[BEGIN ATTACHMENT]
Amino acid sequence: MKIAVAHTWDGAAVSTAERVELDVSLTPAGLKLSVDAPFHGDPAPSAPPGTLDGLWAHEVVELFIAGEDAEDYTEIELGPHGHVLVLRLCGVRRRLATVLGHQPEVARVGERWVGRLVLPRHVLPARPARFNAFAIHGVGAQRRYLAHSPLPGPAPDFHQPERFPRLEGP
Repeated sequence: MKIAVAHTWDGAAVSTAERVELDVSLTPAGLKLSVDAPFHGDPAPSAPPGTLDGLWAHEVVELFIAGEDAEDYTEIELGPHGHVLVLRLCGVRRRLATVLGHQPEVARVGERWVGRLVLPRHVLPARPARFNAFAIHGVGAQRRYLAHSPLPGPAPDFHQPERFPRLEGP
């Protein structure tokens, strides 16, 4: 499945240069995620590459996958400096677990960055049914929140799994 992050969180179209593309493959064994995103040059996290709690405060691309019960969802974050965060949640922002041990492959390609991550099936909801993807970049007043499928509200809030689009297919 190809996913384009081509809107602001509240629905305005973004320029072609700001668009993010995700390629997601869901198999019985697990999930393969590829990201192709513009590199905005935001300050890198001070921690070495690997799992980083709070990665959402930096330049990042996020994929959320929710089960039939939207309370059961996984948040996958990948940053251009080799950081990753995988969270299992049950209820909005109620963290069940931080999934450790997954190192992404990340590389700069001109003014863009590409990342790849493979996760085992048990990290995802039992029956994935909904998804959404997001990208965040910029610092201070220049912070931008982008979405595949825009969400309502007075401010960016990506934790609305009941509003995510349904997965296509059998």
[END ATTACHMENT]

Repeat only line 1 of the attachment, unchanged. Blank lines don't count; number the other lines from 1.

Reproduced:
Amino acid sequence: MKIAVAHTWDGAAVSTAERVELDVSLTPAGLKLSVDAPFHGDPAPSAPPGTLDGLWAHEVVELFIAGEDAEDYTEIELGPHGHVLVLRLCGVRRRLATVLGHQPEVARVGERWVGRLVLPRHVLPARPARFNAFAIHGVGAQRRYLAHSPLPGPAPDFHQPERFPRLEGP